MY DAUGHTER is sitting in the conservatory looking over my mother’s shoulder. My mother, who has come to visit along with my sister, sits beside my daughter on the sofa, reading.
“What a wonderful book,” my mother says, lowering her book for the second time and looking at me over her reading glasses.
“You know,” she continues, “it might actually be the perfect novel. Gripping, perceptive and deeply humane, just like it says on the cover.
“There, look,” she says, pointing at the inside jacket-cover, “‘gripping, perceptive and deeply humane.” Proper story-telling — I mean honestly, what more do you want?”
“Nothing,” I say miserably, sitting opposite, two chapters into Philip Roth and hating every second of him, “I want nothing more.”
“You can read it after I’m done with it,” she says, quickly adding, “though I might not have it finished by the time I leave.”
“You’re here for four days,” I say, “you’re bound to have finished it in that time. I mean look at it, it’s hardly War and Peace, Mum.”
“I’ll send it on to you by post if I haven’t,” she says, all uppity, putting the slim volume aside. Her iPad, in it’s distinctive red cover, slips out of the book onto the sofa. My daughter picks it up.
I return with great reluctance to Roth.
“It’s changed my life that thing, and not for the better,” my mother says quietly.
“Really, Granny?” my daughter says, tapping away on the iPad.
“What’s changed your life?” I ask, setting Roth aside, glad of any distraction.
“Oh nothing,” she says evasively, picking up her newspaper, “I know, let’s all do the “i” crossword, I mean god knows we all need something to stop our brains going to sponge.”
“Chocolate squares, Granny,” my daughter whispers.
“Blasted chocolate squares,” my mother says under her breath.
“What chocolate squares?” I interrupt, “what on earth are you talking about?”
“The first crossword clue,” my mother announces with great authority to the room, “is dog-iron. Seven letters.”
“What the hell is a dog-iron?” my sister says, coming round from her snooze.
“I think it’s to do with a fire,” I say, “like a poker or tongs or something.”
My daughter mutters something about jelly.
“Seven letters,” my mother says loudly, cutting across her, “come on someone,” she says pointing at me, “I mean you should know, what with all your country-living and rubbing sticks together.”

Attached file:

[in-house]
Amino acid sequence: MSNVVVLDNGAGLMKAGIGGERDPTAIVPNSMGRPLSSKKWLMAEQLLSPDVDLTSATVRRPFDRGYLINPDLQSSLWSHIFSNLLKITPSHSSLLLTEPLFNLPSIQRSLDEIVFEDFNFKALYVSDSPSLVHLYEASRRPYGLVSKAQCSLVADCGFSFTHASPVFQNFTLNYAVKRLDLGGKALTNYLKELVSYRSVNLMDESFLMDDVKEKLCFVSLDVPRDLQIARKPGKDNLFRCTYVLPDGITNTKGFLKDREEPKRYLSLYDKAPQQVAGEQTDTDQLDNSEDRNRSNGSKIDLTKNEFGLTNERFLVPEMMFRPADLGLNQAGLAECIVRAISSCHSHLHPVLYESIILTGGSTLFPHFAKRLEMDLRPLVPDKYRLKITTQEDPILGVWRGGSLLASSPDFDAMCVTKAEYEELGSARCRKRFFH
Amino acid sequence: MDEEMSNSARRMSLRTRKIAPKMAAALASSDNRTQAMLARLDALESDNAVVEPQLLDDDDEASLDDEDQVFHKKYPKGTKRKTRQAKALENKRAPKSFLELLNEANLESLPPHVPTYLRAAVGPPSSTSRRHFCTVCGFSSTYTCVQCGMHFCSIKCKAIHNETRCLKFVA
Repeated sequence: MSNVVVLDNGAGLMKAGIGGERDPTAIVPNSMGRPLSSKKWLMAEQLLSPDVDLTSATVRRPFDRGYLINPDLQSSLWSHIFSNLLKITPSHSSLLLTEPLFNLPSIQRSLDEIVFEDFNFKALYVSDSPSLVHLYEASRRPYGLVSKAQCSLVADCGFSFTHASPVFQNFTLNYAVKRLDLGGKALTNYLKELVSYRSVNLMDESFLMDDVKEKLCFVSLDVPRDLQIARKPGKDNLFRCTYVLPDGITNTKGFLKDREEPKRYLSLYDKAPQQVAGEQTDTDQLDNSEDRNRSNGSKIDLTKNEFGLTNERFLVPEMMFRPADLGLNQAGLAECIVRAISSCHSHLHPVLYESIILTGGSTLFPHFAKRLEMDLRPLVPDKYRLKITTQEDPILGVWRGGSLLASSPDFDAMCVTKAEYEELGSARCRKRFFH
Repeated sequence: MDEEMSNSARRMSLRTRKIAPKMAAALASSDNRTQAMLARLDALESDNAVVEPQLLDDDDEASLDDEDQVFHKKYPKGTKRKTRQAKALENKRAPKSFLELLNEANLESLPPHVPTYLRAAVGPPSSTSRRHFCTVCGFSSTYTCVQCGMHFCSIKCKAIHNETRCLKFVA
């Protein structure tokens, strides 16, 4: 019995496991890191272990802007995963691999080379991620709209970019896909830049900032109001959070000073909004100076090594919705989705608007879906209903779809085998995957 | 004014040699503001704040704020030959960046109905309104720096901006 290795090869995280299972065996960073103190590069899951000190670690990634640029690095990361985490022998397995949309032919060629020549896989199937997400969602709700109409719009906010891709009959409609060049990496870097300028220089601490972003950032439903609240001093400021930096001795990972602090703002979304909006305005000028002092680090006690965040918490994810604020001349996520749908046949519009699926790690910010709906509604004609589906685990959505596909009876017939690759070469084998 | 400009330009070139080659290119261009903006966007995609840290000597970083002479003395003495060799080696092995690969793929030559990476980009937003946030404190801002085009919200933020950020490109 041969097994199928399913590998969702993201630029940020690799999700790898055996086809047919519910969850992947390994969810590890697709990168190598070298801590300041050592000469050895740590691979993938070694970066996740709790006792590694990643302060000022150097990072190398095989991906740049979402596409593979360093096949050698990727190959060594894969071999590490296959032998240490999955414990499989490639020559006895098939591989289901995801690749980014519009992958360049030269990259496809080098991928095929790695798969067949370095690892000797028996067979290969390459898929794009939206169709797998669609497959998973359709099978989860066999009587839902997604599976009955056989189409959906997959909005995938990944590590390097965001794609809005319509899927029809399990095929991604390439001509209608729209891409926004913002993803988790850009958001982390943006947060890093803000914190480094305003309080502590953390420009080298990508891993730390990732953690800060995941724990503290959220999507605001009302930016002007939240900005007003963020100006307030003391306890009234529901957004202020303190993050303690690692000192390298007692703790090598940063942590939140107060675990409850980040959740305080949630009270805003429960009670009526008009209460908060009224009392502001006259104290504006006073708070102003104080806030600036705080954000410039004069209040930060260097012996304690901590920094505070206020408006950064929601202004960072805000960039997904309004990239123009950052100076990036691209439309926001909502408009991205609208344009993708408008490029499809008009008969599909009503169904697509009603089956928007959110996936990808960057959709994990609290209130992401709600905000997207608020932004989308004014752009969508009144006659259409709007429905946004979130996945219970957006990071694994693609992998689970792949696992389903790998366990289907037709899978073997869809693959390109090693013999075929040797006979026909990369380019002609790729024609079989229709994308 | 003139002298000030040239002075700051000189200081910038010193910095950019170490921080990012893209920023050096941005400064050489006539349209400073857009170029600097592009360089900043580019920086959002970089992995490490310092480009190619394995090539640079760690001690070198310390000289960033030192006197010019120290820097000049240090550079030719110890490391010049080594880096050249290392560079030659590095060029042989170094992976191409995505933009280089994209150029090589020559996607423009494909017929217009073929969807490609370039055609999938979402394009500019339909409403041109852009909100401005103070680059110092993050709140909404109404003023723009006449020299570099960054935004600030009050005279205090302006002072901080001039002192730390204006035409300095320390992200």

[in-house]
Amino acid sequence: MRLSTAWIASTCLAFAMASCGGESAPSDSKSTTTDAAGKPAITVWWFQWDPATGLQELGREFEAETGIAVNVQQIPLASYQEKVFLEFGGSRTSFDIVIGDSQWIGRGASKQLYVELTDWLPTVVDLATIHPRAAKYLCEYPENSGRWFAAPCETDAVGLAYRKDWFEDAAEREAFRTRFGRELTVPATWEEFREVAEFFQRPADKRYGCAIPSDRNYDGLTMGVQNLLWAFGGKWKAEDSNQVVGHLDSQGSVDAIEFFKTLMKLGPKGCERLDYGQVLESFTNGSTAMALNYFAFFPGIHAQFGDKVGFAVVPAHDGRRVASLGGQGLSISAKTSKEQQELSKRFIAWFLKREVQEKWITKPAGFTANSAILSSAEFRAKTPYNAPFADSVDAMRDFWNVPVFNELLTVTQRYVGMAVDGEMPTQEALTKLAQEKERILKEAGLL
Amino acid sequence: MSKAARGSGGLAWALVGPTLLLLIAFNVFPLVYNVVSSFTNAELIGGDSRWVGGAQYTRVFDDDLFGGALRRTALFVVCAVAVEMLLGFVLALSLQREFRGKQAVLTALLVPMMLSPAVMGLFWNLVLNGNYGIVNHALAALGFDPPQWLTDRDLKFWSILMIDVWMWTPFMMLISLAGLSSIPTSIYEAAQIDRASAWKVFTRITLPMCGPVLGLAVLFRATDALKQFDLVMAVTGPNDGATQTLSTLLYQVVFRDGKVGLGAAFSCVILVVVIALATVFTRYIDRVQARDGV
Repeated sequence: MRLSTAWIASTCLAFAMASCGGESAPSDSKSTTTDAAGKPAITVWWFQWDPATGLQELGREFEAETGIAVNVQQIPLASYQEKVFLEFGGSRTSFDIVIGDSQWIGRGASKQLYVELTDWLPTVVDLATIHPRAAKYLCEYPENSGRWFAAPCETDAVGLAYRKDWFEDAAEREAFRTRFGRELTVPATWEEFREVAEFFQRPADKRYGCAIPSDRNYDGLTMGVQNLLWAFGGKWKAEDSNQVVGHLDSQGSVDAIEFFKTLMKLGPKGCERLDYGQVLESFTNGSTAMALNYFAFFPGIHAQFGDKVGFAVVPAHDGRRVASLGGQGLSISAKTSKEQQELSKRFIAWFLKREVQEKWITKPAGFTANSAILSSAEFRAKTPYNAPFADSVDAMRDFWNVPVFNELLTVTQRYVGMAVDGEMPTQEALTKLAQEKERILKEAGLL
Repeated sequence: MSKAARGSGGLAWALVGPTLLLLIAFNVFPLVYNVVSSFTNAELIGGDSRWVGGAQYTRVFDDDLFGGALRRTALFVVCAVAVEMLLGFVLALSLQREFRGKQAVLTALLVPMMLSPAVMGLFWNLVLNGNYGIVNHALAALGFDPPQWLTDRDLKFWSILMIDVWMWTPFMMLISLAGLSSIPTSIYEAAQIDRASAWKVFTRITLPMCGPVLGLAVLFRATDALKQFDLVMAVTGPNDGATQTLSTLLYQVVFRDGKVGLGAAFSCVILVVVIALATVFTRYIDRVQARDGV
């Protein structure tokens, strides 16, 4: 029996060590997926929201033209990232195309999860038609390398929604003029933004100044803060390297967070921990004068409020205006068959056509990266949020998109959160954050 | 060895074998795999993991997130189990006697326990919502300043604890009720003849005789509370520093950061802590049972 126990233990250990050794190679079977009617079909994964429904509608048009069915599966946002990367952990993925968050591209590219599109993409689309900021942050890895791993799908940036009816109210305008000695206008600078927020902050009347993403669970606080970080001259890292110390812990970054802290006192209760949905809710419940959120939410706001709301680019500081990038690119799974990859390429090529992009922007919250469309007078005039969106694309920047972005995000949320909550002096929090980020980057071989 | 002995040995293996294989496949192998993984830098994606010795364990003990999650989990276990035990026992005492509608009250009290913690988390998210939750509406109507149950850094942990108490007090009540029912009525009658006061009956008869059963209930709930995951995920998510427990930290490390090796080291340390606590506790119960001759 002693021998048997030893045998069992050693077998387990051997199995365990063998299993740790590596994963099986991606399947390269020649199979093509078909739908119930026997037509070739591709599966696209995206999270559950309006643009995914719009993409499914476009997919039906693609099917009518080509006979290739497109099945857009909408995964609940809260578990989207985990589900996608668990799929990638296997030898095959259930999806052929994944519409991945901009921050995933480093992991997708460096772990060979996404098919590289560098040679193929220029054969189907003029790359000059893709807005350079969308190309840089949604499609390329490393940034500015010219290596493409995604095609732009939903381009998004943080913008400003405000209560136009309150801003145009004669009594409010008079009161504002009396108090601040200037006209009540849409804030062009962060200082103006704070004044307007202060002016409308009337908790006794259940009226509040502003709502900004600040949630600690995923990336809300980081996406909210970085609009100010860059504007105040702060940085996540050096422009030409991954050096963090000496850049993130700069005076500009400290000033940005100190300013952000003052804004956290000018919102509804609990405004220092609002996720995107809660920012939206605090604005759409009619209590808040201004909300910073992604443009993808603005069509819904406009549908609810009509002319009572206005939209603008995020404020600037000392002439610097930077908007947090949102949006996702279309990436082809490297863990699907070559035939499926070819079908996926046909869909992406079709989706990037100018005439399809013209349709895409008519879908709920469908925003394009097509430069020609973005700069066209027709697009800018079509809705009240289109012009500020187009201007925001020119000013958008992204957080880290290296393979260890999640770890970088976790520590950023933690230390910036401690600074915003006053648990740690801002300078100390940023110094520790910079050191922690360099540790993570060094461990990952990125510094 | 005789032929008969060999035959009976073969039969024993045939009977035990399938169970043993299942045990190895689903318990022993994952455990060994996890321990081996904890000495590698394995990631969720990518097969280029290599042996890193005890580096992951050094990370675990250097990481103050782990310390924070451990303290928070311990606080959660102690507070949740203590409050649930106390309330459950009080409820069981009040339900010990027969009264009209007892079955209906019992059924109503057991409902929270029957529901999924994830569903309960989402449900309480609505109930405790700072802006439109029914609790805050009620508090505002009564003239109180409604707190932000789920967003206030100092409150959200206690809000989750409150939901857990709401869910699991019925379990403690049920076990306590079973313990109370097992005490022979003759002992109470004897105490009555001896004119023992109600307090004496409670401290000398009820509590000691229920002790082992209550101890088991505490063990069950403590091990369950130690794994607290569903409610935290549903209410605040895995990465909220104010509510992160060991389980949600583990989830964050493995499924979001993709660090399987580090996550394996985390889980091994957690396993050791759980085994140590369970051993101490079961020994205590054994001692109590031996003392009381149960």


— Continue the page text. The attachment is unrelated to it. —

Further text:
“Give us another clue,” my sister says.
“Currently,” my mother says, “and it’s three words — the first word has two letters and it begins with “i”, the second has three and the third has six.”
“Currently,” I say, “presently... at the present moment... now...”
“Honestly,” my mother says, “you have no regard for the number of letters or the beginning letter.”
Then, very quietly she says something to my daughter. I catch the word bombs.
“Bombs?” I say, “what the hell have bombs got to do with currently? And anyway, that’s not three words, that’s one.”
“Currently,” my mother says, musingly, “currently... and it’s three words: two letters, three letters, six letters... let’s have a think. Ah, got it: in the moment.”
“Nice one Granny,” my daughter says, raising her hand, “you’ve cleared the jelly! High five.”
“I’ve been dying to get past that level,” my mother says, high-fiving her.
“What are you talking about?” I say, “neither of you are making any sense.”
“Oh for god’s sake,” my sister says to me, “how dim are you? They’re playing Candy Crush. I mean, “clear the jelly?”
“Are you still playing Candy Crush?” I ask my mother, incredulously.
“Well there’s no need to look at me like that,” she says defensively.
“You told me you were over Candy crush,” I say, “I mean you even told me some story about a politician who got caught playing Candy crush at a meeting in the House of Commons. You were outraged.”
“That is entirely different,” she says hotly, “he was supposed to be discussing pension reforms. Now, clue number three: leader, eight letters.”
“I thought you were reading,” I say.
“You’re going to put this in your column,” she says, “I can feel it.”
“Give me your book and I won’t,” I say.
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